A fair and orderly market
Farmers in legacy agriculture industries are faced by demand for low prices and high volume. And many farmers are finding the situation demoralizing; it undermines the appeal of the vocation—independence, self-determination, making your own decisions.
In the peer-to-peer network that Qubo supports, a continuous conversation among farmers suppliers and customers creates a dynamic negotiation of fair pricing, There is no concentration of power to fix prices.
But there is a deeper mechanism at work in the network. We call it load-balancing. It maintains a stable and reliable supply to the market, correcting for changing variables. If one farm has production problems, a peer can step in and maintain supply, The initial farmer avoids alienating a
customer. The industry then can avoid shortages that adversely affect prices.
contemporary counterpart of the traditional smallholding—a modest plot of land providing economic self-sufficiency and an independent style of life.
Competition does not advance prosperity among small independent growers; co-operation does. In traditional agrarian communities today we can still find community barn raisings, hay cutting and harvest celebration. Co-operation among smallholders is not nostalgia for a simple life with simple virtues; it is a social cohesion that creates sturdy resilience and stability.
We facilitate connection among farmers in this new economy. It creates a peer-to-peer network of open communications and knowledge share. Like most environmental sciences, insect breeding advances through incremental improvements. One farmer's tweak when shared can raise benchmark yields across the industry. This web of peer-to-peer connections creates a distributed network. And it behaves very differently from the legacy business model of central control.
In the conventional model, any number of events can threaten an organization—a financial reverse, a security breach, a competitor with a technological advantage. But in a distributed network, there is no central point of failure. An accident that could put one farm out of production does not jeopardize the system. And the co-operative fabric on the network means that farmers help each other in emergencies. The network tends to be self-healing.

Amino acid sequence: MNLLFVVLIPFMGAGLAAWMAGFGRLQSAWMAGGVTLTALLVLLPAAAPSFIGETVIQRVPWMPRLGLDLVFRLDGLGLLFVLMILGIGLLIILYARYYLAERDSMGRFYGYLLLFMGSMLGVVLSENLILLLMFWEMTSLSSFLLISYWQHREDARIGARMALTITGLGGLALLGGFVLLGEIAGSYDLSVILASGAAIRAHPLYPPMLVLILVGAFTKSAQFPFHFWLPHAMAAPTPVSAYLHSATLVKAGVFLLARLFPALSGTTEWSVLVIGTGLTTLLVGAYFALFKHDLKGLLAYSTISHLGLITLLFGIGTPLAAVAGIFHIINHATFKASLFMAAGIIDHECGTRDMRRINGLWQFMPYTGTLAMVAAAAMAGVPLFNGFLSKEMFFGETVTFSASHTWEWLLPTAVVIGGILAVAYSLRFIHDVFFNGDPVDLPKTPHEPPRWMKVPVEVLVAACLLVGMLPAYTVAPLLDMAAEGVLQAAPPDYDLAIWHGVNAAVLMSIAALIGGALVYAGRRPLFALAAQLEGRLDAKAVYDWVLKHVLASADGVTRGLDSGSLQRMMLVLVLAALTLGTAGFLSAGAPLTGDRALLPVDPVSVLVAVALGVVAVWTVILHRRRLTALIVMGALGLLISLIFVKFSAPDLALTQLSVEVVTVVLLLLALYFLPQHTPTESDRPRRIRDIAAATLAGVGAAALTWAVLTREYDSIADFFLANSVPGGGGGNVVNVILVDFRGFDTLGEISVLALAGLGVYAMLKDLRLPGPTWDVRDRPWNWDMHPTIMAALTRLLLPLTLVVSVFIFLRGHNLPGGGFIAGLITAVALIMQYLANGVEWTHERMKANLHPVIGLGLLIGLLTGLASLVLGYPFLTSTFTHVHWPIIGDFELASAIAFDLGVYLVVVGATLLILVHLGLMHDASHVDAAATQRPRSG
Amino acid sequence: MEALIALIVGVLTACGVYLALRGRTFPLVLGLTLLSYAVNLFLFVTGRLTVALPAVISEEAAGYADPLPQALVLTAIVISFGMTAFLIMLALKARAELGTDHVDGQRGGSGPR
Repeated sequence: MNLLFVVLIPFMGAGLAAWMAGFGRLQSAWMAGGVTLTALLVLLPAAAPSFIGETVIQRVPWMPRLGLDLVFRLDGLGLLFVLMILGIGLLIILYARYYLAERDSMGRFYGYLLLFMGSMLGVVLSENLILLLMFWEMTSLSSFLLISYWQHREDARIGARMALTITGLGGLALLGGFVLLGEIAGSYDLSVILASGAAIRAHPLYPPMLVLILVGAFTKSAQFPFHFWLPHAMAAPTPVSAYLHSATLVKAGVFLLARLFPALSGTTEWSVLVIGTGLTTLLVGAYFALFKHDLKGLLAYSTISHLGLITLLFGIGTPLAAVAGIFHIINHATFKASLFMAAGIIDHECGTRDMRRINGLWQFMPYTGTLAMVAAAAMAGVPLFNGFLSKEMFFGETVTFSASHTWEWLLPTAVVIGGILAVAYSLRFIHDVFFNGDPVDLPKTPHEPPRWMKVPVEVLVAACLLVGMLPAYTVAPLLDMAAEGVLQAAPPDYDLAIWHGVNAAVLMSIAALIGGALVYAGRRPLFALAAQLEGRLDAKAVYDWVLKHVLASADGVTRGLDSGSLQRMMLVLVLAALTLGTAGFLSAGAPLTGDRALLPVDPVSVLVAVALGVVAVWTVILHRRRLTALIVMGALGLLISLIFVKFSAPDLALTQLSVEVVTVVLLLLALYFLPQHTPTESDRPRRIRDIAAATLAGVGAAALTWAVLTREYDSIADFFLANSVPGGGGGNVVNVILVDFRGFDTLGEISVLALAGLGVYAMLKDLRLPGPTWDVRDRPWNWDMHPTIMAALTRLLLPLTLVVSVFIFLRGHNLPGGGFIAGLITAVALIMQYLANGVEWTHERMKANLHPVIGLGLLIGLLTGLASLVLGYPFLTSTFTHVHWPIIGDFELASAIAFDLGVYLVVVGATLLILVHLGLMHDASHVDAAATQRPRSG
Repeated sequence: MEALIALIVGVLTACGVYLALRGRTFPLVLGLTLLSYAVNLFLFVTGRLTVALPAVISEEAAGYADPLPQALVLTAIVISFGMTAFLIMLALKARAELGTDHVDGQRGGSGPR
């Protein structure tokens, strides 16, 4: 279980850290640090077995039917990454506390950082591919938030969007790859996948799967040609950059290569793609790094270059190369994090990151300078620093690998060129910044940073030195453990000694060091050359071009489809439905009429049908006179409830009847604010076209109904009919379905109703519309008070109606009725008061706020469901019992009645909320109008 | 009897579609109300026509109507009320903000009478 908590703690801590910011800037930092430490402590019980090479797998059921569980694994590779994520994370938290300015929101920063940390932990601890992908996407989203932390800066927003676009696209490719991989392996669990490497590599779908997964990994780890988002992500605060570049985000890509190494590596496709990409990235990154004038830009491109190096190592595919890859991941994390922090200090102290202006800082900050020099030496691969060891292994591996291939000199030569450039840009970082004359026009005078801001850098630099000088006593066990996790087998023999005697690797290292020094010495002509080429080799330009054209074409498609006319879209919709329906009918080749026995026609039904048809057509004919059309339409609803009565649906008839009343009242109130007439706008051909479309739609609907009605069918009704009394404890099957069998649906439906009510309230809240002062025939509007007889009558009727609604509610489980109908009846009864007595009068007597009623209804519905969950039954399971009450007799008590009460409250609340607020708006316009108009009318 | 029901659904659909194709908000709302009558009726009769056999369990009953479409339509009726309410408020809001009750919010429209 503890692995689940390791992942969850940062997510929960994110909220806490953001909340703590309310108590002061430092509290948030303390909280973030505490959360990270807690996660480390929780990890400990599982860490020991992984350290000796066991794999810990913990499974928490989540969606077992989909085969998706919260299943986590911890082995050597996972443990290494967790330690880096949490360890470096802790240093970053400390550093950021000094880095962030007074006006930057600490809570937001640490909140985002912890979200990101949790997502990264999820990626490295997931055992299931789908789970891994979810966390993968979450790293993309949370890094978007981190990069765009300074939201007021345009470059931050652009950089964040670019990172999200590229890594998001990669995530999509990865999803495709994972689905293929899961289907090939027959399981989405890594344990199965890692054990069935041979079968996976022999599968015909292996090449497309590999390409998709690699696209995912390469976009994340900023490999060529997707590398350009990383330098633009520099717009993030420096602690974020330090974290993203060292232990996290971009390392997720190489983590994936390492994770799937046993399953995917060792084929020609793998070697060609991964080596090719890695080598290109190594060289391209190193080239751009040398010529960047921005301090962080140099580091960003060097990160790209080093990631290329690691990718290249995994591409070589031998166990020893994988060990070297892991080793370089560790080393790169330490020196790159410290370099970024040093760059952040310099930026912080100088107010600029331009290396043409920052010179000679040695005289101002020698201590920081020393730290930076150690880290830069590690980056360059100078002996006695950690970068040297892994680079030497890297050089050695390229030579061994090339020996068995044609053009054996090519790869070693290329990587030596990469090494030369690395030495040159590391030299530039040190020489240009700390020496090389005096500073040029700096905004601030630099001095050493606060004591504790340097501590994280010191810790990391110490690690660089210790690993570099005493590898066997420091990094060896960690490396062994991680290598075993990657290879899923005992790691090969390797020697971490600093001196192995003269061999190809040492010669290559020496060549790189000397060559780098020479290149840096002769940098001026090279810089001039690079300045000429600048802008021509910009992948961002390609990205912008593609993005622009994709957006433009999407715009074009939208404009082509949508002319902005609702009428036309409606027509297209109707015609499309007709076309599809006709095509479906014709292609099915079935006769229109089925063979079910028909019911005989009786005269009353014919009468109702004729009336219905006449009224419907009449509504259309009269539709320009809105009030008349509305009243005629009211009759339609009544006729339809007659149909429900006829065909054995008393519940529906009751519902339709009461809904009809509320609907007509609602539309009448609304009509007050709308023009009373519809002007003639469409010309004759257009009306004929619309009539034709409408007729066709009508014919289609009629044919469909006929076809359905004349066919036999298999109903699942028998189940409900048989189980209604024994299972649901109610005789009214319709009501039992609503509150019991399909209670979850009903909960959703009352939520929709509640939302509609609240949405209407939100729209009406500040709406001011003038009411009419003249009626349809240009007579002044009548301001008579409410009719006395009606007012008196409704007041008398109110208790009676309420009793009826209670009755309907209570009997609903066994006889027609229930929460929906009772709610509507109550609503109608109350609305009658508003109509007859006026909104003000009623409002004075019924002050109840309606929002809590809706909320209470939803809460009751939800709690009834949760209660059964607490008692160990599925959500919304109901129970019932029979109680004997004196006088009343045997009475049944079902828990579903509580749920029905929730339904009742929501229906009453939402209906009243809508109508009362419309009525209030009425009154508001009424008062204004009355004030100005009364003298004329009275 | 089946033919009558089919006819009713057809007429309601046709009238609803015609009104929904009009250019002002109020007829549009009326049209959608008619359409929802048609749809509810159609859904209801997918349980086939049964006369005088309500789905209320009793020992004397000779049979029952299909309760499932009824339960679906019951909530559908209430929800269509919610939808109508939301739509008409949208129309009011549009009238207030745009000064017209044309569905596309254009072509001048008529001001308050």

The ratio of pet to human food cricket demand is changing. It's difficult for a single producer to get the mix optimal, but the network can stream the right proportion to the market by mixing output from a variety of suppliers. The great benefit that the peer-to-peer system can deliver is simultaneous stability with flexibility. In a period of high growth and volatility, spreading production across an entire network of individual farmers smooths out shortages and surpluses, avoids speculative bubbles and maintains a fair and orderly market for our farmers.
Adapt easily. Evolve quickly.
Big, central control organizations are battleships that can only change course slowly. A small producer, a Chirpbox owner, is a speedboat. New technologies (data analysis and auto-regulating systems) and new breeding techniques can be implemented in hours in a Chirpbox. And with the free flow of knowledge share through the network, the industry can be in a fluid state adapting to market opportunities.
Our network of smallholders can scale fast to meet growing demand. We don't need land, we don't need vast capital for infrastructure; we need enthusiastic, independent-minded individuals willing to make a small investment and plug into a global network of humane agriculture built on respect for our world. And now this network has a name—Qo-op.™ See how it's connecting growers and buyers to help create the new agriculture.